Watch if you’re into: Archer, Futurama, Eastbound and Down

How To Make It In America

Seasons: Two
Where you can find it: HBO, HBO GO
How many episodes until it gets good: Three

Okay, I’ll admit that I was really into Entourage in college. Maybe a little too into it. It wasn’t until last year that I stumbled upon the show’s producer’s East Coast project, How to Make It In America. It’s a dramedy about a struggling designer in New York City who, along with his best friends, will do anything to get ahead in this world. It ran on HBO for two seasons before getting canceled, but the storyline is a much more mature one in a much faster paced urban environment compared to the glitz and glam of Hollywood. The characters of Cam and Ben feel more realistic than the caricatures of Drama or Turtle from its predecessor. Plus, Kid Cudi does a halfway decent job as a stoned out drug dealer. Shocker there.

Watch if you’re into: Entourage, Bored to Death

You’re The Worst

Seasons: One (renewed for a second season to premiere Fall 2015)
Where you can find it: FX, FX Now
How many episodes until it gets good: Pilot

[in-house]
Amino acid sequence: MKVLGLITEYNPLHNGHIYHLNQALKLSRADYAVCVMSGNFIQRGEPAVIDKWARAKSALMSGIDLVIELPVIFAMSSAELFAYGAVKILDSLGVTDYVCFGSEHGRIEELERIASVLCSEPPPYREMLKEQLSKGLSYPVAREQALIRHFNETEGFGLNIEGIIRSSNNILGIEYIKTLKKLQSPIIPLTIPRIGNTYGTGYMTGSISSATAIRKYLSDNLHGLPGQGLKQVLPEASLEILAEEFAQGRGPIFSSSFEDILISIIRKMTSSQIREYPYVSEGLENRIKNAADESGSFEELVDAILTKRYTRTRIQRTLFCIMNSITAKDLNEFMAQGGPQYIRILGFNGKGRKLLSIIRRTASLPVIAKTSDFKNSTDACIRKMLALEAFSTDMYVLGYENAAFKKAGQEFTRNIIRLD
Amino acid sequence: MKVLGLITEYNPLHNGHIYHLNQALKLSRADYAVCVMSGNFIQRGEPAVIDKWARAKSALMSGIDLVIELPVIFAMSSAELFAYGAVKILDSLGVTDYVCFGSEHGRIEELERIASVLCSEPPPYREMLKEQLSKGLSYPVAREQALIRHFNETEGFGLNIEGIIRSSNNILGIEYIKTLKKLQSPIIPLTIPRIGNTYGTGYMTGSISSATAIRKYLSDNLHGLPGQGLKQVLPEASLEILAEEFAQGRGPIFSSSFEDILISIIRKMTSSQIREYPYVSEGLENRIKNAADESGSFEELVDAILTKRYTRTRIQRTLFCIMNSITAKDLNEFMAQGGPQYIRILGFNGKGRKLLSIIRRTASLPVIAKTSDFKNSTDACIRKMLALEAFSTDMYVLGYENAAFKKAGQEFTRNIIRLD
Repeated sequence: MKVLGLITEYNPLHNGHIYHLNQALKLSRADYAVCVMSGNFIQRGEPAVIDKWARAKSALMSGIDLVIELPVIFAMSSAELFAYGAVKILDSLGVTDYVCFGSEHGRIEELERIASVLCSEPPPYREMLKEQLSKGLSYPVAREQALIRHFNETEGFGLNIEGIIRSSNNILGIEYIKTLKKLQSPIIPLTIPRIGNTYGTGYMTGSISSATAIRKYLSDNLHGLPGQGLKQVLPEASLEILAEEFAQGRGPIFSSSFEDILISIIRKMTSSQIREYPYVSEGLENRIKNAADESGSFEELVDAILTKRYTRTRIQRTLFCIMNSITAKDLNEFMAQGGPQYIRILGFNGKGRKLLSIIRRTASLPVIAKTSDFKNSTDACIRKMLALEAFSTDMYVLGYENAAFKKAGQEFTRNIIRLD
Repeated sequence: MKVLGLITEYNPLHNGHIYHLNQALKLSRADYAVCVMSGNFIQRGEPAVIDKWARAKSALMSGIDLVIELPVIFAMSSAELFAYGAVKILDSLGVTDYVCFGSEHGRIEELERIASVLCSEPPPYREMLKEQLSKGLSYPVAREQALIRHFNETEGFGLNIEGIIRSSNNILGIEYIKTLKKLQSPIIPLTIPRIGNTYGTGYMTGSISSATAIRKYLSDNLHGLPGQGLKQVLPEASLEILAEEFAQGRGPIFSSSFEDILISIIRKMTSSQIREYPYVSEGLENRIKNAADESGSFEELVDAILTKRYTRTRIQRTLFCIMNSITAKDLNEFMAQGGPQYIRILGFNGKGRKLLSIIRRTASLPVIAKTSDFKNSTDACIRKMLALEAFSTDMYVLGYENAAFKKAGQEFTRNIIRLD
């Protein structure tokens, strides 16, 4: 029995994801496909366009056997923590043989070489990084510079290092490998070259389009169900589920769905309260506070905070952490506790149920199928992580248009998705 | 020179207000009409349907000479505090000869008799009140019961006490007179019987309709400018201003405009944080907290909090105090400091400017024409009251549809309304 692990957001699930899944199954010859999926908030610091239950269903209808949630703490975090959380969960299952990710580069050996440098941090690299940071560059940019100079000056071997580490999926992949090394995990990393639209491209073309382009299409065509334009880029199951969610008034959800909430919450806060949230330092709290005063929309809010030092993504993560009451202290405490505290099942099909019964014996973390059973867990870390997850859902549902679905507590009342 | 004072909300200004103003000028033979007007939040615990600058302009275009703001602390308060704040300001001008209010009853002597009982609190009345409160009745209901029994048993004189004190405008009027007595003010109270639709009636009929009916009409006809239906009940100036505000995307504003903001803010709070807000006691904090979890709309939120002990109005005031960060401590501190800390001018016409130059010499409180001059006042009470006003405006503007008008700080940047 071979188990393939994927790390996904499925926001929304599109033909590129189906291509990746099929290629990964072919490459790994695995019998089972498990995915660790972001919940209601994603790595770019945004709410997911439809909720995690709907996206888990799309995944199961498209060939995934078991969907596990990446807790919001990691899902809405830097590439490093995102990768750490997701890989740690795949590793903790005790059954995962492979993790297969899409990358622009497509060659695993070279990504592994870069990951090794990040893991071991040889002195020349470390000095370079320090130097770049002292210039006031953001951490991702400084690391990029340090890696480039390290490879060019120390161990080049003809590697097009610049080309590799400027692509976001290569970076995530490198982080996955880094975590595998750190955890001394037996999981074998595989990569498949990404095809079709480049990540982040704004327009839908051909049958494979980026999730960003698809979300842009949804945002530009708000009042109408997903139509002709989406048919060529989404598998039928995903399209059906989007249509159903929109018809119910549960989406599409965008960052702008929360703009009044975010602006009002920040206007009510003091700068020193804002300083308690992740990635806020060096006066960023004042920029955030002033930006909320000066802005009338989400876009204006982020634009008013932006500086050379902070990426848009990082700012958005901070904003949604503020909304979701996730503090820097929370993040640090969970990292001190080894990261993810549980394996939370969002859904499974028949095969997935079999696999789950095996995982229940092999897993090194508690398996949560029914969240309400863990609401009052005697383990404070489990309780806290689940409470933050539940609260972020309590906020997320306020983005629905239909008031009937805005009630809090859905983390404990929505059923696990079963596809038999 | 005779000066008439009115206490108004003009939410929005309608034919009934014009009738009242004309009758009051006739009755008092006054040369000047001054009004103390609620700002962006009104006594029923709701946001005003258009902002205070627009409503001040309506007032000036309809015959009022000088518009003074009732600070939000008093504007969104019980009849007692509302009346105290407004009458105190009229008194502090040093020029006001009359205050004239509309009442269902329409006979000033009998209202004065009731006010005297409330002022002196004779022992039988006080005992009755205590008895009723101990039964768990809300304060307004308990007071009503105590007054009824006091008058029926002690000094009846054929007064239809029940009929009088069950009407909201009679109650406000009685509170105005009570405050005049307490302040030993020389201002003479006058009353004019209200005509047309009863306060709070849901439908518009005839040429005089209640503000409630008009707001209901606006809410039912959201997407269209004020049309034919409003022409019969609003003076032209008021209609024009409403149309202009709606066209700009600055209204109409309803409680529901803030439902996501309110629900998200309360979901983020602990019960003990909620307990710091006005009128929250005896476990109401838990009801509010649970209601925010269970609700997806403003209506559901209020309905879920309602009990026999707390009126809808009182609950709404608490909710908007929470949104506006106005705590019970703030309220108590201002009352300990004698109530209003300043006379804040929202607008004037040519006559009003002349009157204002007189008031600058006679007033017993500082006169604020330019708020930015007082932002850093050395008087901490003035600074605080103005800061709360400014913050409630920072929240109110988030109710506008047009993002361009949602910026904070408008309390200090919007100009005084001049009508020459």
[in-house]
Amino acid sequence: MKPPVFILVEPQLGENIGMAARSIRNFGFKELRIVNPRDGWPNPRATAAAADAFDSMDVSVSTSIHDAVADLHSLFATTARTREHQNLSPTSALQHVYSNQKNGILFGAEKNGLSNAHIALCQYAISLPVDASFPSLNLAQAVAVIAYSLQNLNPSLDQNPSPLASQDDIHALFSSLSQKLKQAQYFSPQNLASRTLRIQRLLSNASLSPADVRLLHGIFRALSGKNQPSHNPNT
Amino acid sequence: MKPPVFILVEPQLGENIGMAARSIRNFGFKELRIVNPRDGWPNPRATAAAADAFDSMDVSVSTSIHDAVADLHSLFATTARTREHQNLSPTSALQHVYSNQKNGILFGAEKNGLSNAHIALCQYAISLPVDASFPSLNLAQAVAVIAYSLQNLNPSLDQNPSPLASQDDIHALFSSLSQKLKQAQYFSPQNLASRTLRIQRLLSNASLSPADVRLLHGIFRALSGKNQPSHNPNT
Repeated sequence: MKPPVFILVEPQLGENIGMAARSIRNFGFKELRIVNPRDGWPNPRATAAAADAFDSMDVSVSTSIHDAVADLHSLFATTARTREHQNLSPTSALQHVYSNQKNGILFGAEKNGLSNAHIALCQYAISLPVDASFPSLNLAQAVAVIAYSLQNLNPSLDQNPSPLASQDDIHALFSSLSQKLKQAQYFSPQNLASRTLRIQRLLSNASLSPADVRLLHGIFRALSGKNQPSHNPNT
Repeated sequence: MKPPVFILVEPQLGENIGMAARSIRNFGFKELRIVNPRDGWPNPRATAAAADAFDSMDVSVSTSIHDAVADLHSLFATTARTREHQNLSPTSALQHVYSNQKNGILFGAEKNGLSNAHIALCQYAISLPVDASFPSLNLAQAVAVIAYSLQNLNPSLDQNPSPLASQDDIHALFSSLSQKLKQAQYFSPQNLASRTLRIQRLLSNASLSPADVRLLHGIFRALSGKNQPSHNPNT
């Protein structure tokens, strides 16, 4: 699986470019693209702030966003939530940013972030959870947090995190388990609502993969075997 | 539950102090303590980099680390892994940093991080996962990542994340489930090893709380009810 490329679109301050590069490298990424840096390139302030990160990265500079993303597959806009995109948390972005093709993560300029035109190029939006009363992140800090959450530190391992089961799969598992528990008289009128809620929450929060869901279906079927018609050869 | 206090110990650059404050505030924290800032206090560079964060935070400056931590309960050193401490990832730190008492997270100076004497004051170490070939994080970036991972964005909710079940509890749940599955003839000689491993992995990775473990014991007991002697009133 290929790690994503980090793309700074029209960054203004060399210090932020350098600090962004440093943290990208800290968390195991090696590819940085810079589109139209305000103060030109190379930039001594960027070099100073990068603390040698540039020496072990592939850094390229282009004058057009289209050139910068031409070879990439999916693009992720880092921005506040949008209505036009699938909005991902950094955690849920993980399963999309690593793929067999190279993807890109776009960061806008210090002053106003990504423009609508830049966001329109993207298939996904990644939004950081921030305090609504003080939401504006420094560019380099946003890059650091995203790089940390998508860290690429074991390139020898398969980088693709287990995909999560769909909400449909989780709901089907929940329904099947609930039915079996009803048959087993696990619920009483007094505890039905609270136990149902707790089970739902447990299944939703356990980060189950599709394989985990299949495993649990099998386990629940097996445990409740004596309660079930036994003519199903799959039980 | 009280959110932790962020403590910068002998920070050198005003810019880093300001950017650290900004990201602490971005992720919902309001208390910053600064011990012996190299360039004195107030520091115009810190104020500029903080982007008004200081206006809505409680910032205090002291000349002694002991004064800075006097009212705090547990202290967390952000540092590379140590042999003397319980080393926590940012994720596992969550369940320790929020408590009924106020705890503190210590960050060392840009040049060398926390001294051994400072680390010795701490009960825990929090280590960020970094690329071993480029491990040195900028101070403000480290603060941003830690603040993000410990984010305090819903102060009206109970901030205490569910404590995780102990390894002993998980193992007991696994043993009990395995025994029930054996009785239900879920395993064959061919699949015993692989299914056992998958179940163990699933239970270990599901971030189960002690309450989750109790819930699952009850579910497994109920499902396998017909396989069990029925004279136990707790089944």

The show is a super sleeper comedy about modern day dating and the fucked up rules and regulations that young single people feel confined by. Featuring hilarious breakout performances by the two leads, Chris Geere and Aya Cash, this show was picked up by FX for a second season after a critically successful eight-episode season one.

Raunchy and rudely awakening, this series shines a light on how in today’s dating scene, we’re all kind of pieces of shit. FX’s business model with its comedies has long been that it’s not about the ratings as much as it is about critical recognition. With a comedy bench as deep and diverse as FX’s, I’d say it’s working.

Watch if you’re into: The Office, Veep, 30 Rock

The Sopranos

Seasons: Seven (technically six with an extended final season)
Where you can find it: HBO, HBO GO
How many episodes until it gets good: Five

A real under the radar show, huh? This isn’t hyperbole when I say The Sopranos is the greatest television show of all time, hands down. It put HBO on the map, it has won countless Emmy awards, and the main character is one of the deepest, most divisive protagonists audiences have ever seen. Without the late James Gandolfini’s performance as family man and mob boss Tony Soprano, we wouldn’t have today’s Walter White, Dexter Morgan, or Don Draper. The characters in both of Tony’s “families” are so genuine that you begin to feel like you’re a part of them. The show transcends television and is one of the greatest family dramas and organized crime stories ever.

Watch if you’re into: The Godfather, Goodfellas, perfect fucking television.

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JR Hickey

Stand up comedian and writer from Chicago who now resides on the West Coast. Has written for the Chicago Tribune, performed at Zanies Comedy Clubs in Chicago, Cobbs Comedy Club in SF and last year was a part of SF Sketchfest 2015.